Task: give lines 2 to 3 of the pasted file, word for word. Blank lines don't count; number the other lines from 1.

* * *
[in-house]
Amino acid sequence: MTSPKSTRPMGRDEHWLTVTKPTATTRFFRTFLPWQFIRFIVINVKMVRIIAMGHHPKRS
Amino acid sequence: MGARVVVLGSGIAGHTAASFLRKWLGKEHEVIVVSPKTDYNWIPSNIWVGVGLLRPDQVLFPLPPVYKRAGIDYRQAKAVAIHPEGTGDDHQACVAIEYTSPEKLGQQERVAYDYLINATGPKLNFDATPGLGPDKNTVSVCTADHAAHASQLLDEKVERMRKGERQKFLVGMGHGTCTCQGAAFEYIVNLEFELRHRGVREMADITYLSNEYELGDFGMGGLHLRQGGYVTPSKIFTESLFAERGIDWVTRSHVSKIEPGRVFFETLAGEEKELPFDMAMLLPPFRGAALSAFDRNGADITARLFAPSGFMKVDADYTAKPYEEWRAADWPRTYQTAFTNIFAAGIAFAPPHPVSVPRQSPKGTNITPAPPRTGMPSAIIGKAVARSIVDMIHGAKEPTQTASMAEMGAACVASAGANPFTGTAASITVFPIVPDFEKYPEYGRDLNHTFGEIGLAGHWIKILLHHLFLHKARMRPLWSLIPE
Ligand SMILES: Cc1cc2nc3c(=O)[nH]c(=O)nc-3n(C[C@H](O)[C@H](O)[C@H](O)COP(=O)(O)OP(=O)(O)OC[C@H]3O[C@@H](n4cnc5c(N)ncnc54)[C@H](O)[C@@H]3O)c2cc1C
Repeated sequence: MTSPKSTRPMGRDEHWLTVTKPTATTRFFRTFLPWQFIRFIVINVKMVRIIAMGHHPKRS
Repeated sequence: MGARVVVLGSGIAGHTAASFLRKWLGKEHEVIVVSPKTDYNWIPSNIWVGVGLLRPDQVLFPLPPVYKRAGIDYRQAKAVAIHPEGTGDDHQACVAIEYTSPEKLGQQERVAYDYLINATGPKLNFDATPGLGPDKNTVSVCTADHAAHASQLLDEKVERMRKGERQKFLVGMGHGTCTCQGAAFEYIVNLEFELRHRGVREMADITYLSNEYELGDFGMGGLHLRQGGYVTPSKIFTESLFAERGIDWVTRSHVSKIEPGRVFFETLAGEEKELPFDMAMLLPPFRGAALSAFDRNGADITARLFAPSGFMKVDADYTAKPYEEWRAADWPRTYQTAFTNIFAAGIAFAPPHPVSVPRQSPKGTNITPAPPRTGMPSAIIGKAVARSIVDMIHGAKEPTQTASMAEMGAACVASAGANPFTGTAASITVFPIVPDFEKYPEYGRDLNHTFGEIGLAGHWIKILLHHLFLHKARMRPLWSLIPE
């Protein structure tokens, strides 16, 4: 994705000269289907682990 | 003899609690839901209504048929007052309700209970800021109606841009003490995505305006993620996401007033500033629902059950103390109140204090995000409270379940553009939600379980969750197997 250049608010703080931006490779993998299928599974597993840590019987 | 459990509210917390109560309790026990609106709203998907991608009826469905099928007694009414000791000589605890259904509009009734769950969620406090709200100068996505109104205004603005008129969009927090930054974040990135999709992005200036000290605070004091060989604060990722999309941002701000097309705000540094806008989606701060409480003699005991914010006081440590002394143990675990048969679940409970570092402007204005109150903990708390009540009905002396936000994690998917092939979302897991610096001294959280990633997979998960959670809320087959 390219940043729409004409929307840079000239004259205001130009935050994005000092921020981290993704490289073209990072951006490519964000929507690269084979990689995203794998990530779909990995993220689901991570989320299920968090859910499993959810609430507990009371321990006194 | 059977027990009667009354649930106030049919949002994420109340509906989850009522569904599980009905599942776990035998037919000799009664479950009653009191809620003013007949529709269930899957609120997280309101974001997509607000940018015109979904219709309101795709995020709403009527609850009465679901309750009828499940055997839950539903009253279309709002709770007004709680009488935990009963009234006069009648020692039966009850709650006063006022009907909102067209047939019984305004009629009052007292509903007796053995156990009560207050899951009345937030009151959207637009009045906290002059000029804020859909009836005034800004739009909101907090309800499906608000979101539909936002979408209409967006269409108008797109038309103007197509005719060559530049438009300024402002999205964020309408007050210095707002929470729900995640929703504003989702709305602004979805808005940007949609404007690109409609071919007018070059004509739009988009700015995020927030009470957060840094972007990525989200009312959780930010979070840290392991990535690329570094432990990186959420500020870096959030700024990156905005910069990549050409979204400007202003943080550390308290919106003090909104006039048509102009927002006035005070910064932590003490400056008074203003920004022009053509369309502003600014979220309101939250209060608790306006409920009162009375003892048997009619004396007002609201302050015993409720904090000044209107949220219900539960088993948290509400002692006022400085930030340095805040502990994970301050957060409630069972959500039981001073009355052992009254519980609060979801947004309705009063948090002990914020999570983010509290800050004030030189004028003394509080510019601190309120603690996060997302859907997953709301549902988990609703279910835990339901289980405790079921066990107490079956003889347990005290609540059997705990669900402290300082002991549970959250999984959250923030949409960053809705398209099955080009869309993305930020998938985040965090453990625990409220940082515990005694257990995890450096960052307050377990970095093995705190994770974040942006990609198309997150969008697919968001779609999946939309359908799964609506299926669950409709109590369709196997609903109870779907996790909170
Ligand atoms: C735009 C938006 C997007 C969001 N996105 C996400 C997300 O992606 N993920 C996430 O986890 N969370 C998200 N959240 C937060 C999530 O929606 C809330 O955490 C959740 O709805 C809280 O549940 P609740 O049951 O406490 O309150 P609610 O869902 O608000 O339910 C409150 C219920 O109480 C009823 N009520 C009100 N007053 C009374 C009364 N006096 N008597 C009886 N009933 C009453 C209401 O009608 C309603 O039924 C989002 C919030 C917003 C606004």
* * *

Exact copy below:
Amino acid sequence: MTSPKSTRPMGRDEHWLTVTKPTATTRFFRTFLPWQFIRFIVINVKMVRIIAMGHHPKRS
Amino acid sequence: MGARVVVLGSGIAGHTAASFLRKWLGKEHEVIVVSPKTDYNWIPSNIWVGVGLLRPDQVLFPLPPVYKRAGIDYRQAKAVAIHPEGTGDDHQACVAIEYTSPEKLGQQERVAYDYLINATGPKLNFDATPGLGPDKNTVSVCTADHAAHASQLLDEKVERMRKGERQKFLVGMGHGTCTCQGAAFEYIVNLEFELRHRGVREMADITYLSNEYELGDFGMGGLHLRQGGYVTPSKIFTESLFAERGIDWVTRSHVSKIEPGRVFFETLAGEEKELPFDMAMLLPPFRGAALSAFDRNGADITARLFAPSGFMKVDADYTAKPYEEWRAADWPRTYQTAFTNIFAAGIAFAPPHPVSVPRQSPKGTNITPAPPRTGMPSAIIGKAVARSIVDMIHGAKEPTQTASMAEMGAACVASAGANPFTGTAASITVFPIVPDFEKYPEYGRDLNHTFGEIGLAGHWIKILLHHLFLHKARMRPLWSLIPE